ANAHEIM – Yes, as per NHL guidelines, they’re playing their games with a puck.
But it could just as easily be a coin for the Ducks, a team still trying to make heads or tails of a season that continues to insist on flipping between the two.
Since opening the season 0-3-1, the Ducks haven’t had a winning or losing streak in excess of three games. They’ve alternated wins and losses over each of their past eight.
Officially, that’s one step forward followed by one step back, which is a very difficult way to make discernible progress.
If they keep skating in place like this, the Ducks might eventually scrape down the ice and fall straight through.
“If we knew exactly what the problem was, I’m sure we would have fixed it a long time ago,” forward Rickard Rakell said. “We want to win as many games as we can. But I think this keeps us honest throughout the season.”
It certainly should keep the Ducks grinding, in a way quite rare of late, this being a group that, in each of the previous four years, put together magnificent stretches of cruise-control dominance.
Entering their game Saturday against the Kings at Staples Center, the Ducks haven’t come close to building the sort of momentum they rode annually like a wave – while their opponents disappeared in the undertow.
They opened the 2012-13 season 22-3-4. The next year, they started 15-3-1, had a 10-game winning streak in December, lost once and then won eight more in a row.
By mid-December of the 2014-15 season, the Ducks had assembled two seven-game winning streaks and, in late January, were 32-10-6 overall. A year ago, beginning in the third week of January, they went 18-1-1.
And now here they are, many of the same players struggling to sustain anything more than maddening, confidence-draining inconsistency.
“It’s just a lot of small things,” Rakell said. “We’re never satisfied. There’s something wrong every game. Maybe that’s a good thing. All we can do is keep fighting and keep battling.”
The one difference this season, of course, is the Ducks’ coach, Randy Carlyle replacing Bruce Boudreau, who, throughout his career, has followed brilliant regular-season success with complete postseason failure.
So, who knows? Perhaps this is the year the Ducks make their crazy run in the playoffs.
That’s the positive outlook, the one in which the glass isn’t only half-full but also the beverage inside is Dom Perignon.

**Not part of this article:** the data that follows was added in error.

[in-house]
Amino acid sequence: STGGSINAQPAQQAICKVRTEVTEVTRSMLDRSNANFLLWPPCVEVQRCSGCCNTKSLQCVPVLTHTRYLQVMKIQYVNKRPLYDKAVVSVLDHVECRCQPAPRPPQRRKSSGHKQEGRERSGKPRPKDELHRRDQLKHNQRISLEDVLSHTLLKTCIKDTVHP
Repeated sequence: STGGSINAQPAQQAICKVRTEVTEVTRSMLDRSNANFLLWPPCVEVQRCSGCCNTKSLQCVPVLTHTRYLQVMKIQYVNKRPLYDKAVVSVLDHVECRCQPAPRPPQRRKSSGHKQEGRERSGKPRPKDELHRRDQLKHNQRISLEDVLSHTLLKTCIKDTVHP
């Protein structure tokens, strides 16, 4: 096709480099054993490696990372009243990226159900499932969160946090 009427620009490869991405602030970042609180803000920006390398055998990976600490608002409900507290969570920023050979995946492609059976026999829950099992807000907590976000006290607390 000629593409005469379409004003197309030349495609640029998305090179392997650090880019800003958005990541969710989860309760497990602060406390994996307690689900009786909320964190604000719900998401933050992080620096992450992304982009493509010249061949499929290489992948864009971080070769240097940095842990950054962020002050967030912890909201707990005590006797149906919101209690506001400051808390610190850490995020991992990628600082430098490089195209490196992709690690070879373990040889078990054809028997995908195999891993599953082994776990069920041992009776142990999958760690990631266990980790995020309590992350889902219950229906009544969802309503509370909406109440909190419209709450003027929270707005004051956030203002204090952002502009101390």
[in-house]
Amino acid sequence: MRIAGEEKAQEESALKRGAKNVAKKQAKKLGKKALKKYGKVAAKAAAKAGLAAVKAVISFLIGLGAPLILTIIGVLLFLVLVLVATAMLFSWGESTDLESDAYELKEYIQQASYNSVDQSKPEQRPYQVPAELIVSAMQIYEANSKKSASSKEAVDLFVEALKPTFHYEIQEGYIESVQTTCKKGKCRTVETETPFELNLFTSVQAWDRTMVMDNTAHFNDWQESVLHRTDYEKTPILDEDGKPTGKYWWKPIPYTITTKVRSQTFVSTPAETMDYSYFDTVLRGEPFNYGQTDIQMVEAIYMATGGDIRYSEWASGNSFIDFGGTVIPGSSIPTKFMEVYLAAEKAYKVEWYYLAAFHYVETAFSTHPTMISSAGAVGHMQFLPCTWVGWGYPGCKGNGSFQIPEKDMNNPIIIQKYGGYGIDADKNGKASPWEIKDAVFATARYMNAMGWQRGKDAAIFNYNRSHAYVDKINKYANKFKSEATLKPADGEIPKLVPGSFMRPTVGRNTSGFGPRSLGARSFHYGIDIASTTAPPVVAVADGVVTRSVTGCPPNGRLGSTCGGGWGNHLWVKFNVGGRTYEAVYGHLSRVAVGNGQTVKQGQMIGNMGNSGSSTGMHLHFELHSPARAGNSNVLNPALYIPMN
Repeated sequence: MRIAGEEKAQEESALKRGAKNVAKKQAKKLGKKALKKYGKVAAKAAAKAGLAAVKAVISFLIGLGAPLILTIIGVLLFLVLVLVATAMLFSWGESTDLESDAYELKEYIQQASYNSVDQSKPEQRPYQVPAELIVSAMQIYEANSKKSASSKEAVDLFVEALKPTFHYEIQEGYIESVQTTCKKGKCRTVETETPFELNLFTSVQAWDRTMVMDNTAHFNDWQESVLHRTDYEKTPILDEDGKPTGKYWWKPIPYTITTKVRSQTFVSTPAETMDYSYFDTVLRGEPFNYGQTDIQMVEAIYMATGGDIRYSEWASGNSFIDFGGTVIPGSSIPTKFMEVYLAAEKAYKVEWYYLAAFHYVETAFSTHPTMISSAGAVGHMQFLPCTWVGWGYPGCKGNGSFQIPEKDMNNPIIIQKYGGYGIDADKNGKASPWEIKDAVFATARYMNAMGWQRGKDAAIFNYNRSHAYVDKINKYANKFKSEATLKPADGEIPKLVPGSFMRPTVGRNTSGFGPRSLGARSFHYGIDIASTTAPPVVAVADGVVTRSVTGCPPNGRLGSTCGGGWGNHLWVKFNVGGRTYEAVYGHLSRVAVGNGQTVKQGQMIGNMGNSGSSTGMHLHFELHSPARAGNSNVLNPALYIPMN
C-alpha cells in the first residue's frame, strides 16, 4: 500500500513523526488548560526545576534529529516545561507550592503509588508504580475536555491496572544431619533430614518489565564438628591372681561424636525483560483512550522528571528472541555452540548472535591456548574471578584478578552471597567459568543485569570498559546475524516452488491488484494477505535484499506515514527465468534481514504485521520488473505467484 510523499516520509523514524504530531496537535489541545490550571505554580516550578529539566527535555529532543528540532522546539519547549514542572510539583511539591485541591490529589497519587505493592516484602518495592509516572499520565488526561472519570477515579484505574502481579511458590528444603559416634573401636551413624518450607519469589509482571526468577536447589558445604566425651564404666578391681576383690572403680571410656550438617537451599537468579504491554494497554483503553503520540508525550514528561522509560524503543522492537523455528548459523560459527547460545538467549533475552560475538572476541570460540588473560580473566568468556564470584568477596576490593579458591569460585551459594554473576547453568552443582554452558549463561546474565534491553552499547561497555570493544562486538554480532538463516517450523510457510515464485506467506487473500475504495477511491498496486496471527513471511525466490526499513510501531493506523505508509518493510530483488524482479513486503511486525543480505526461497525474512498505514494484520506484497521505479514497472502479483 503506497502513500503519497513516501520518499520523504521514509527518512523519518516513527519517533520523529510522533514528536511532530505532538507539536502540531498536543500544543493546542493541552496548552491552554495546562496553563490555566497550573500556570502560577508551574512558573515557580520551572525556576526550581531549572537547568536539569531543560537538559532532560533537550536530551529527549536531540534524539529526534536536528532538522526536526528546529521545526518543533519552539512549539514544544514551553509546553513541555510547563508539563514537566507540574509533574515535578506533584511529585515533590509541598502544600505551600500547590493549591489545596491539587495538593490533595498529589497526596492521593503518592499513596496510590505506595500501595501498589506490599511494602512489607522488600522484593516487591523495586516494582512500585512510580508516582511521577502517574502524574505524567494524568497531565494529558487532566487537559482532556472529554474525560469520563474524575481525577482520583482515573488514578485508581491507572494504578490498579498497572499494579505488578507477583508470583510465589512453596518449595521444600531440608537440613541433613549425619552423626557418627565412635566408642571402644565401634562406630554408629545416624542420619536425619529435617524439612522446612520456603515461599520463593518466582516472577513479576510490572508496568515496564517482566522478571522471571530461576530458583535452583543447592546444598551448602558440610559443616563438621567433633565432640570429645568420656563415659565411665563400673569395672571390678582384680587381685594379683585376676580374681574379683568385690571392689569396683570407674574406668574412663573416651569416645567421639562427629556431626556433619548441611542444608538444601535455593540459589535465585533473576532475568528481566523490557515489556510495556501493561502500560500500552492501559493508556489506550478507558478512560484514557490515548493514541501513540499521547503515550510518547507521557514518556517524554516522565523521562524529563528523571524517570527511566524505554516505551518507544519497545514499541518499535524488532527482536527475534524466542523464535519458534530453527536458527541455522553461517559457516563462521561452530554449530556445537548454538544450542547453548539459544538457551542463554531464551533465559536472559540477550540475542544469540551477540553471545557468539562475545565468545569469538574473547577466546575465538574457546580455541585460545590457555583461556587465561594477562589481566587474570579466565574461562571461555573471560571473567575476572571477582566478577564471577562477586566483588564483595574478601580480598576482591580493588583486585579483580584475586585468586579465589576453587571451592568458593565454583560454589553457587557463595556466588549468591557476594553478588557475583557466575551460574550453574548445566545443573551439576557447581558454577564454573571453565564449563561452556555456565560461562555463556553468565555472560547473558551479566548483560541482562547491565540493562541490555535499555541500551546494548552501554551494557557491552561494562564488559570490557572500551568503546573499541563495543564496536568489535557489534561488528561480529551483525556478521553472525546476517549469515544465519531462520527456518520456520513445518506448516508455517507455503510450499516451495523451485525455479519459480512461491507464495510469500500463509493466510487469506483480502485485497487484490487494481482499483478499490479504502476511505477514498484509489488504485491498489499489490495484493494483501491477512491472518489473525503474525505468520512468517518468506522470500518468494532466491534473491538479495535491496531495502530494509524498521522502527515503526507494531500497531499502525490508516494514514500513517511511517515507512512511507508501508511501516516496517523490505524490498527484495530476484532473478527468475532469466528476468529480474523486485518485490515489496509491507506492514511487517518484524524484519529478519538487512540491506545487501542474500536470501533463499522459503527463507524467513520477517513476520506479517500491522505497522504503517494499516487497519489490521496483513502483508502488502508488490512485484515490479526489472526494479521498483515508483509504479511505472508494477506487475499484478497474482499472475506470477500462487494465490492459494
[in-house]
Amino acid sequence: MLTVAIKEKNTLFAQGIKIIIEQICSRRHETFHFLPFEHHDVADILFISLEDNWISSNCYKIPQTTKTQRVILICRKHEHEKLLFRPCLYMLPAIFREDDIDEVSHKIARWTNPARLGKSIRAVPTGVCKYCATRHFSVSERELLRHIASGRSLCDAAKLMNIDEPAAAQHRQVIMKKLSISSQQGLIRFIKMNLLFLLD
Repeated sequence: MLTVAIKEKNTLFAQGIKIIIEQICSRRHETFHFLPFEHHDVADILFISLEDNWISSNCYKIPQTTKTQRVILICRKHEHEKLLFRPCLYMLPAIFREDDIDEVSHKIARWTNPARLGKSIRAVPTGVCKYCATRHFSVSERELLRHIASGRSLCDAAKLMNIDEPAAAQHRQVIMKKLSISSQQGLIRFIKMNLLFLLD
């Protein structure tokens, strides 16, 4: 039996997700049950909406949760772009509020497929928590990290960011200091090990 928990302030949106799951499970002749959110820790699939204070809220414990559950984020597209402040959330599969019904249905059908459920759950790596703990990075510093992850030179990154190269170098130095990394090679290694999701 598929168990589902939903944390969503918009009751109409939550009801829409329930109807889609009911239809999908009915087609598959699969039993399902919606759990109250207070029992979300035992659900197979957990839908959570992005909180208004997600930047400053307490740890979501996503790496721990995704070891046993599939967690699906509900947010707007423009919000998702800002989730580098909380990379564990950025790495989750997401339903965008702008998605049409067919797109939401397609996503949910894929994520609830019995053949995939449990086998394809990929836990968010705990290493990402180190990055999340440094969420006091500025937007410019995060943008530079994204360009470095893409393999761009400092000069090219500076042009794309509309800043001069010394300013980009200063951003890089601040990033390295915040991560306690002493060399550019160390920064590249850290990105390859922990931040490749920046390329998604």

Hey, the franchise’s only Stanley Cup came during Carlyle’s previous time here, and what’s wrong with wishing for something so hard that your temples begin to pulse?
What’s more, the Ducks just added some needed offense, trading Friday for Patrick Eaves’ beard. Presumably, Dallas is sending along the rest of Patrick Eaves, too, but this guy’s facial hair is impossible to ignore.
Unless I missed it and he shaved during the Stars’ five-day break this week, Eaves could set a Ducks’ franchise record for longest chin, the forward, when last seen, sporting what appeared to be an Afro-wearing woodland creature.
Forward Ryan Kesler called Eaves “a glue guy,” meaning the Ducks can only hope he also becomes “a glue gun” and continues to fill the net like he did with Dallas this season. Said Carlyle, “We didn’t acquire him for his penalty-killing.”
At Staples Center, the Ducks will face an opponent that has won just twice in its past eight games.
The Kings are coming off a 4-1 loss to Boston, the Bruins the same team the Ducks defeated Wednesday, 5-3.
Following two days of constructive practice, the Ducks also will benefit from traveling just up the freeway for a road game.
All of which means the Kings will probably win and do so convincingly. That, at least, would fit with the frustrating narrative hounding the 2016-17 stop-and-go Ducks.
“We’re going to have to play a man’s game ... in the opposition’s building,” Carlyle predicted, further calling the Kings “a big, strong team” that is “desperate for points.”
When they most recently visited Staples Center, way back in November, the Ducks won, 4-0, on a night that featured four fights, two game misconducts, another misconduct and a double minor for high-sticking.
Saturday could bring more of the same anger-management issues, this season series also featuring a “Jared Boll Hat Trick.”
The Ducks’ bruiser has fought in all three games against the Kings so far, twice taking on Kyle Clifford and once battling Jordan Nolan.
The respondents at the website hockeyfights.com have Boll going 1-1-1 in those bouts.
But then, what did you expect? Up till this point, all the Ducks appear committed to this win-one, lose-one habit, even their players who have tossed punches performing at the rate of tossed coins.
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